- A good mentor . . . brings fresh experience. You might think a graybeard director, who’s served on many boards for years, is the ideal Yoda for guiding your board efforts. Maybe not. The “secret society” aspect of tapping good old boys for boards is shifting to a more open, fast-moving, diverse model. An old-school director may “know the old ways, but not be up to date on what works now,” warns Henderson, and may have forgotten just how hard a slog it can be. The best mentor for younger wannabes is the person just ahead of you in their onboarding efforts, with a few recent board seats, and current “muscle memory” on how to do it (another plus for making your boss an active mentor).
- A good mentor . . . has time (and makes time). “A mentor should be realistic about what they can contribute,” says Henderson. “There’s a lot of coaching and critiquing involved to help you extract what’s best, and that takes time.” Related to this is access. If the best a board mentor can offer is 10 minutes on the phone sometime next week, you need a better mentor. (Note that this also puts a burden on you to respect your mentor’s time, and use every minute wisely.)
Although you’re seeking a personal mentor for your path into the boardroom, smart companies also make use of their own boards’ experience, connections, and business savvy to nurture their rising executives. They draft these seasoned folks in the boardroom to mentor hi-pots in their career development—and that includes boardroom protocol.
Some global corporations, including Deere Inc. and Frontier Communications, either formally or informally assign members of the board to mentor execs on the governance skills they’ll need to lead the corporation down the road. Given the vitae of many board members (current or retired CEOs, C-suite execs, venture firm partners), future leaders can gain first-hand advice that no MBA program (or their own individual mentors) could offer.
Frontier Communications has one of America’s most advanced board mentoring plans. I spoke with Kathleen Abernathy, Frontier’s chief regulatory officer (and an experienced director herself), on what the company has learned in making mentoring from the boardroom work.
- “This started as the brainchild of our CEO, Maggie Wilderotter. She’s been an avid mentor and mentee throughout her career, and in 2006, she proposed to our board that it would be mutually beneficial to assign mentors. It provides a venue for sharing the expertise of the directors’ expertise and knowledge base.”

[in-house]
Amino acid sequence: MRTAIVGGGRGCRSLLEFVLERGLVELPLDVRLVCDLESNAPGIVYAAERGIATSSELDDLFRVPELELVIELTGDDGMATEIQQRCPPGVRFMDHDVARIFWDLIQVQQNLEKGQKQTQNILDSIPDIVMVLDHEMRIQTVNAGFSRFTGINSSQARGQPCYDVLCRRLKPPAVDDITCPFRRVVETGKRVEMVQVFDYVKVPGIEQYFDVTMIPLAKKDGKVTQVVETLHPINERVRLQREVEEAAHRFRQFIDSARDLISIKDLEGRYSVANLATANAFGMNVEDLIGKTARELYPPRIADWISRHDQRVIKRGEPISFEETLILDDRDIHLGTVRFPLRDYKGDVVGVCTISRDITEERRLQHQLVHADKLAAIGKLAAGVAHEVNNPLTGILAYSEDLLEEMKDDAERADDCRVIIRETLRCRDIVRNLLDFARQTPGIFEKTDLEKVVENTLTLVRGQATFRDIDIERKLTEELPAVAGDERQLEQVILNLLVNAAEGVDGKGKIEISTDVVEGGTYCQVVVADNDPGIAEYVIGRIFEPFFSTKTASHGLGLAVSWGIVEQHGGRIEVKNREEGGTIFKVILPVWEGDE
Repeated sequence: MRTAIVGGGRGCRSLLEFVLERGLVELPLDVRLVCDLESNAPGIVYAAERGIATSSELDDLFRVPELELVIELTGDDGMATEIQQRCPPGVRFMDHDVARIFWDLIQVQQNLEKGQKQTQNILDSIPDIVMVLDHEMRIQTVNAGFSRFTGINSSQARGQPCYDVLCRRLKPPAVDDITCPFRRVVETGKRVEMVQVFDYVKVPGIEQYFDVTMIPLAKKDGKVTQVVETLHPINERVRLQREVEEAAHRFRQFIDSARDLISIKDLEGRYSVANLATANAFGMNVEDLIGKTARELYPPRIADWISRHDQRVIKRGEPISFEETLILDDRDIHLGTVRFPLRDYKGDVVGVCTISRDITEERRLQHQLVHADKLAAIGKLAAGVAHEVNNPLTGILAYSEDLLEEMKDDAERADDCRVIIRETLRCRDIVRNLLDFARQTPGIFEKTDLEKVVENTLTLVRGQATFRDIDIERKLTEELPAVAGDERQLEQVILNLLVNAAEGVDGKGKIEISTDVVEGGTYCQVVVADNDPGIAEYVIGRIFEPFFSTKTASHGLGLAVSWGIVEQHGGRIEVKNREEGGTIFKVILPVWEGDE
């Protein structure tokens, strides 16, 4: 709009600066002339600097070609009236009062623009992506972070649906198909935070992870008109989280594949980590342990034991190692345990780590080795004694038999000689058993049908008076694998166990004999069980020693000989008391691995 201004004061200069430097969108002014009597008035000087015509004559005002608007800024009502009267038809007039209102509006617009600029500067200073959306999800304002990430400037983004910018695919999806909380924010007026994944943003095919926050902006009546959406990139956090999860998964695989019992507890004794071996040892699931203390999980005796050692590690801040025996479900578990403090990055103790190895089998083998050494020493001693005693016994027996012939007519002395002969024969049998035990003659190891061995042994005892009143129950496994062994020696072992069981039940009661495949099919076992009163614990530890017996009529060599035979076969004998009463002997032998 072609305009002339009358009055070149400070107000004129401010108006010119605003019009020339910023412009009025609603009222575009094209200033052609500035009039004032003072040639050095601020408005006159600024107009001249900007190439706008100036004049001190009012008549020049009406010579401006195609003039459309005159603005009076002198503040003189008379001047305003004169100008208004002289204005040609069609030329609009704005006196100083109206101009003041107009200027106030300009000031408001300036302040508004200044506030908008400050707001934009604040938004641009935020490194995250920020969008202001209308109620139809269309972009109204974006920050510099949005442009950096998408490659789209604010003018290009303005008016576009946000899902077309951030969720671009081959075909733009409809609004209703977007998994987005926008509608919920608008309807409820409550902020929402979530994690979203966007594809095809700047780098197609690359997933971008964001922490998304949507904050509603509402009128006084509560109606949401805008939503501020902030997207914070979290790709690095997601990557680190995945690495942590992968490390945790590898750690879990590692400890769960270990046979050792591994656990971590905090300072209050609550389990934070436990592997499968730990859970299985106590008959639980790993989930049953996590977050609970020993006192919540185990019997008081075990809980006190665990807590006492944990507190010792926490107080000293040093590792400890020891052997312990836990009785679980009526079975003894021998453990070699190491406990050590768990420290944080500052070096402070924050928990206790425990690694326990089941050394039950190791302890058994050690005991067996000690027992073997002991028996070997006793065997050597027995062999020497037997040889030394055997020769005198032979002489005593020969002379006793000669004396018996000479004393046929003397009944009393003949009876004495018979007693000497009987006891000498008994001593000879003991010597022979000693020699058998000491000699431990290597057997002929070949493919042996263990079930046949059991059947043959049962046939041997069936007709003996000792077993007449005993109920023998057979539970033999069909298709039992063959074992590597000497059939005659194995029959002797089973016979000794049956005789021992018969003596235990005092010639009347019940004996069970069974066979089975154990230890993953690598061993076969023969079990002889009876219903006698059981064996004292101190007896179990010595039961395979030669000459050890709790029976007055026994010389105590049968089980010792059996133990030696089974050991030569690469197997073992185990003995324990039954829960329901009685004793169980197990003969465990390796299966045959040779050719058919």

- How it works. “An executive is assigned to a board member to be mentored, usually for a two- or three-year period. They’re paired based on how mentoring can most benefit the leaders of the company, and the board member’s biggest areas of interest and expertise. It’s part of an overall mentoring system here—board members obviously can’t mentor everybody, so we look at who [in management] is making the biggest decisions.”
- Examples? “For my own mentoring experience, my previous background was in regulatory and legal issues, but not so heavily in private sector and corporate development matters. I had the opportunity to work with a board member who increased my knowledge of how companies work and think, how they interact with private investment, and how they’re viewed on the Street. It was a great way to learn about how to make important corporate decisions.”
- Advice for boards weighing a mentoring program. “I’ve found that you really need a CEO who embraces the idea. People get very busy, and they need to know that this is an important part of the corporate culture, one that they need to make time for. It’s very valuable, but would be difficult to maintain without buy-in from the top.”
Board-Seeker Action Items
- Ask if your supervisor is willing to give mentoring support to you, or introduce you to members of her network who could.
- Review your earlier list of company contacts with board experience. Consider any who would be willing to discuss your board goals with you, and seek their input.
- List at least five things you most need a board mentor to provide (current board connections, recent onboarding experience, etc.).
- Review your wider personal networks for board experience and contacts. Consider which of these would be willing and able to provide mentoring advice.
- What professional or nonprofit groups or associations are you currently active in? Have you considered your contacts in these for potential board mentors?